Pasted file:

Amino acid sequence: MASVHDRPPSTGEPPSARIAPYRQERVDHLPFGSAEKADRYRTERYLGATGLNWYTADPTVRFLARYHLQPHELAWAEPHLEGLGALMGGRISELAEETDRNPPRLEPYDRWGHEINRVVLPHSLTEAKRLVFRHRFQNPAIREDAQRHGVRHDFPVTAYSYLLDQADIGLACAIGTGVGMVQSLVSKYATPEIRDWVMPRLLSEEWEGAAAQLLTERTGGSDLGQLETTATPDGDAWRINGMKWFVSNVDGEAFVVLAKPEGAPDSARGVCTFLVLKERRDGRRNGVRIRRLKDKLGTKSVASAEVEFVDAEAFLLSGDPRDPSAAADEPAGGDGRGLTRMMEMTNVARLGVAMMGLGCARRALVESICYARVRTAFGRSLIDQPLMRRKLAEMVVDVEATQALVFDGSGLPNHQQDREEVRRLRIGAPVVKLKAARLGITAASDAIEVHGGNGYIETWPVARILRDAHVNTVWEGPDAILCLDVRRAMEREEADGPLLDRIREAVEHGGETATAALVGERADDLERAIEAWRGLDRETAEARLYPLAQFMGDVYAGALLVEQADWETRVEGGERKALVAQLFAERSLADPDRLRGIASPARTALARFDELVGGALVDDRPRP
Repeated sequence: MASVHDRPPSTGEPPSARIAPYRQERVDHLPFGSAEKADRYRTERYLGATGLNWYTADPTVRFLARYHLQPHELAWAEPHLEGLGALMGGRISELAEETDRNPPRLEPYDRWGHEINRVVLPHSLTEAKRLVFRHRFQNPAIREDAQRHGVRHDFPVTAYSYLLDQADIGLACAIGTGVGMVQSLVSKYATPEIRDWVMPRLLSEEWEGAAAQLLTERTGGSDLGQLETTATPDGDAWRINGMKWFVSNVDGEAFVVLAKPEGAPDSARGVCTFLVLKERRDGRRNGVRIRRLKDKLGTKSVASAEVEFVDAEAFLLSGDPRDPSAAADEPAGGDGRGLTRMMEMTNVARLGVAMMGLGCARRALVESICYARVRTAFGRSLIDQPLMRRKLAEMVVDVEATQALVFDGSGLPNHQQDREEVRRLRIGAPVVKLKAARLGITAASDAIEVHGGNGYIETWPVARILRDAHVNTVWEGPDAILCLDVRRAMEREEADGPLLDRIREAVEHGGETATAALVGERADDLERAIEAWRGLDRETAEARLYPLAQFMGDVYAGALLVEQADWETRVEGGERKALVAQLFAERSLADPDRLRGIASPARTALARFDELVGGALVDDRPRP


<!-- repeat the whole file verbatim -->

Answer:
Amino acid sequence: MASVHDRPPSTGEPPSARIAPYRQERVDHLPFGSAEKADRYRTERYLGATGLNWYTADPTVRFLARYHLQPHELAWAEPHLEGLGALMGGRISELAEETDRNPPRLEPYDRWGHEINRVVLPHSLTEAKRLVFRHRFQNPAIREDAQRHGVRHDFPVTAYSYLLDQADIGLACAIGTGVGMVQSLVSKYATPEIRDWVMPRLLSEEWEGAAAQLLTERTGGSDLGQLETTATPDGDAWRINGMKWFVSNVDGEAFVVLAKPEGAPDSARGVCTFLVLKERRDGRRNGVRIRRLKDKLGTKSVASAEVEFVDAEAFLLSGDPRDPSAAADEPAGGDGRGLTRMMEMTNVARLGVAMMGLGCARRALVESICYARVRTAFGRSLIDQPLMRRKLAEMVVDVEATQALVFDGSGLPNHQQDREEVRRLRIGAPVVKLKAARLGITAASDAIEVHGGNGYIETWPVARILRDAHVNTVWEGPDAILCLDVRRAMEREEADGPLLDRIREAVEHGGETATAALVGERADDLERAIEAWRGLDRETAEARLYPLAQFMGDVYAGALLVEQADWETRVEGGERKALVAQLFAERSLADPDRLRGIASPARTALARFDELVGGALVDDRPRP
Repeated sequence: MASVHDRPPSTGEPPSARIAPYRQERVDHLPFGSAEKADRYRTERYLGATGLNWYTADPTVRFLARYHLQPHELAWAEPHLEGLGALMGGRISELAEETDRNPPRLEPYDRWGHEINRVVLPHSLTEAKRLVFRHRFQNPAIREDAQRHGVRHDFPVTAYSYLLDQADIGLACAIGTGVGMVQSLVSKYATPEIRDWVMPRLLSEEWEGAAAQLLTERTGGSDLGQLETTATPDGDAWRINGMKWFVSNVDGEAFVVLAKPEGAPDSARGVCTFLVLKERRDGRRNGVRIRRLKDKLGTKSVASAEVEFVDAEAFLLSGDPRDPSAAADEPAGGDGRGLTRMMEMTNVARLGVAMMGLGCARRALVESICYARVRTAFGRSLIDQPLMRRKLAEMVVDVEATQALVFDGSGLPNHQQDREEVRRLRIGAPVVKLKAARLGITAASDAIEVHGGNGYIETWPVARILRDAHVNTVWEGPDAILCLDVRRAMEREEADGPLLDRIREAVEHGGETATAALVGERADDLERAIEAWRGLDRETAEARLYPLAQFMGDVYAGALLVEQADWETRVEGGERKALVAQLFAERSLADPDRLRGIASPARTALARFDELVGGALVDDRPRP